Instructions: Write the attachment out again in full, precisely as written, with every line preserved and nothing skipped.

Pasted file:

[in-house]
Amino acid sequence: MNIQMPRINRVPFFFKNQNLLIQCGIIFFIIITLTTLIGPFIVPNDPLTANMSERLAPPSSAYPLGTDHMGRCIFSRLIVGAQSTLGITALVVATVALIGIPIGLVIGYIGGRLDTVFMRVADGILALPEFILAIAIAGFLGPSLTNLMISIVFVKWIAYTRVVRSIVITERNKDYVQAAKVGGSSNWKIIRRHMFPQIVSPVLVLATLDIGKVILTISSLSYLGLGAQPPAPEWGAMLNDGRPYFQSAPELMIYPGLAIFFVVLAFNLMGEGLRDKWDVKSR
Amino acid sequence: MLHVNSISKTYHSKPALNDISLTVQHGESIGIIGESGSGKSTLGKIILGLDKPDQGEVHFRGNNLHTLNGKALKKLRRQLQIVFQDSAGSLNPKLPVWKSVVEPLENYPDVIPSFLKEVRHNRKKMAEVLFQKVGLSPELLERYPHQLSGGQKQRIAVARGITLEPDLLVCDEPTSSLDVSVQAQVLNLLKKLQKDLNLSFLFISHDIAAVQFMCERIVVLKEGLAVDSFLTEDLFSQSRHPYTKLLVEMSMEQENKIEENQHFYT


[in-house]
Amino acid sequence: MNIQMPRINRVPFFFKNQNLLIQCGIIFFIIITLTTLIGPFIVPNDPLTANMSERLAPPSSAYPLGTDHMGRCIFSRLIVGAQSTLGITALVVATVALIGIPIGLVIGYIGGRLDTVFMRVADGILALPEFILAIAIAGFLGPSLTNLMISIVFVKWIAYTRVVRSIVITERNKDYVQAAKVGGSSNWKIIRRHMFPQIVSPVLVLATLDIGKVILTISSLSYLGLGAQPPAPEWGAMLNDGRPYFQSAPELMIYPGLAIFFVVLAFNLMGEGLRDKWDVKSR
Amino acid sequence: MLHVNSISKTYHSKPALNDISLTVQHGESIGIIGESGSGKSTLGKIILGLDKPDQGEVHFRGNNLHTLNGKALKKLRRQLQIVFQDSAGSLNPKLPVWKSVVEPLENYPDVIPSFLKEVRHNRKKMAEVLFQKVGLSPELLERYPHQLSGGQKQRIAVARGITLEPDLLVCDEPTSSLDVSVQAQVLNLLKKLQKDLNLSFLFISHDIAAVQFMCERIVVLKEGLAVDSFLTEDLFSQSRHPYTKLLVEMSMEQENKIEENQHFYT